Show Summary Details

Page of

PRINTED FROM the OXFORD RESEARCH ENCYCLOPEDIA, CLIMATE SCIENCE ( (c) Oxford University Press USA, 2016. All Rights Reserved. Personal use only; commercial use is strictly prohibited. Please see applicable Privacy Policy and Legal Notice (for details see Privacy Policy).

date: 24 April 2017

Elevation Dependent Climate Change in the Tibetan Plateau

This is an advance summary of a forthcoming article in the Oxford Research Encyclopedia of Climate Science. Please check back later for the full article.

As the most unique and the highest gigantic plateau on earth, with an average elevation of more than 4,000 meters, the Tibetan Plateau (TP) is sensitive and vulnerable to climatic change, and its climatic tendencies can provide an early alarm for global climate change. Growing evidences suggest that the TP experienced more significant warming than its surrounding areas during the past decades, especially at elevations higher than 4,000 meters. The greater warming at higher elevations than at lower elevations has been widely accepted by scientists, and this interesting phenomenon is called the elevation-dependent climate change, or elevation-dependent warming (EDW).

At the beginning of 21st Century, Chinese scholars noticed that the TP had experienced significant warming since the mid-1950s, especially in winter, and the latest warming period in the TP occurred earlier than enhanced global warming since the 1970s. They also reported that warming rates increased with elevation in the TP and nearby, and the TP was one of the most sensitive areas in response to global climate change. Since then, increasing studies have shed light on the detailed characteristics of EDW in terms of mean and extreme indices, and at different seasons, using more and longer observations from meteorological stations and satellites. For example, the minimum temperature shows more evidence of EDW than the mean and maximum temperatures, and EDW is more significant in winter than in other seasons. The extreme temperature indices also keep increasing trends in the context of the EDW. Despite a global warming hiatus since the turn of the 21st century, the TP exhibits a persistent warming from 2001 to 2012.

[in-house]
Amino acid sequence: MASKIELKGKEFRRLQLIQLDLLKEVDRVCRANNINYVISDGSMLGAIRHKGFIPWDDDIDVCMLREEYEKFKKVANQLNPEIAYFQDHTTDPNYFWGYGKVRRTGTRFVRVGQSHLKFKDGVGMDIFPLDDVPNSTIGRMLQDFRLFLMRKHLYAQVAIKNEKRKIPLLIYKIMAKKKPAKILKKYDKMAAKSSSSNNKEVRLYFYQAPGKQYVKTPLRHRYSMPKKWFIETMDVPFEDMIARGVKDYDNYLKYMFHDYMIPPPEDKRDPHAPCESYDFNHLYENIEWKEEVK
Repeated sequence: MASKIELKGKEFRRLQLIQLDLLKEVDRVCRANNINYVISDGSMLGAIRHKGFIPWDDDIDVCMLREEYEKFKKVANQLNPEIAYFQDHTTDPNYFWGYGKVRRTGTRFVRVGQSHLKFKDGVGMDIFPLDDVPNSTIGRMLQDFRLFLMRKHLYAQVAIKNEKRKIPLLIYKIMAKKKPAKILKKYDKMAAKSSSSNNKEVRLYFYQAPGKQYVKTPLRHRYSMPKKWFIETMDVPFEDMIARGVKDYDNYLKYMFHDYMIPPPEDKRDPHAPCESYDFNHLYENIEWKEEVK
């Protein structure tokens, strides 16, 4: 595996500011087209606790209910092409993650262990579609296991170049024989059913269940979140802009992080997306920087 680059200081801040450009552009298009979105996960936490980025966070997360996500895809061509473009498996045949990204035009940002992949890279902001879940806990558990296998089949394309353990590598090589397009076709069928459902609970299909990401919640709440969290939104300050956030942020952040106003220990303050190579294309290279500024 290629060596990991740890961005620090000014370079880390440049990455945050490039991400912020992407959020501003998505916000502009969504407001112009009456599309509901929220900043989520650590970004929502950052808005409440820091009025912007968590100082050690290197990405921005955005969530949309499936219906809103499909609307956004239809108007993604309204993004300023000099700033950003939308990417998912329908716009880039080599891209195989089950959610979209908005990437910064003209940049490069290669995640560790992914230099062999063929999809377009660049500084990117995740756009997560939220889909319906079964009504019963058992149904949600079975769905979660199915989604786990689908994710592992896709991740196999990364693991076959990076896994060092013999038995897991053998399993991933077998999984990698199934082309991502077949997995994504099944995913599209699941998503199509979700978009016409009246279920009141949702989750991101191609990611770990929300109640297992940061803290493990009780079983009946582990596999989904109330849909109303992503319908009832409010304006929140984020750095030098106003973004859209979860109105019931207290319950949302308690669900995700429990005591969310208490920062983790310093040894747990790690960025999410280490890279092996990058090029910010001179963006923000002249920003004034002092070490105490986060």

Although consensus on the EDW phenomenon has grown, the underlying formation mechanisms are not entirely clear owing to sparse, discontinuous, and incomplete observations of climate change processes. Based on limited observations and model simulations, several factors including the snow-albedo feedback, cloud-radiation effects, water vapor and radiative fluxes, and aerosol forcing have been proposed as responsible for the EDW, all these factors working together to cause greater warming at higher elevations. At present, however, various mechanical explanations for the EDW are derived mainly from theoretical research and lack solid observational evidence. Therefore, a more extensive and multiple perspective climate monitoring system is urgently needed in the high altitude and complex terrain of the TP to comprehensively understand the mechanisms of the EDW.

Elevation-dependent climate change has resulted in a series of environmental consequences, such as vegetation changes, permafrost melting, and glacier shrinkage in the mountainous areas. In particular, the glacier retreat could alter the headwaters on the TP and the hydro-meteorological characteristics of several major rivers in Asia, threatening the water supply for hundreds of millions of people living in adjacent countries. Taking into account the climate models’ projection that the warming trend will continue over the TP in the coming decades, this region’s climate change and the relevant environmental consequences should be highly concerning.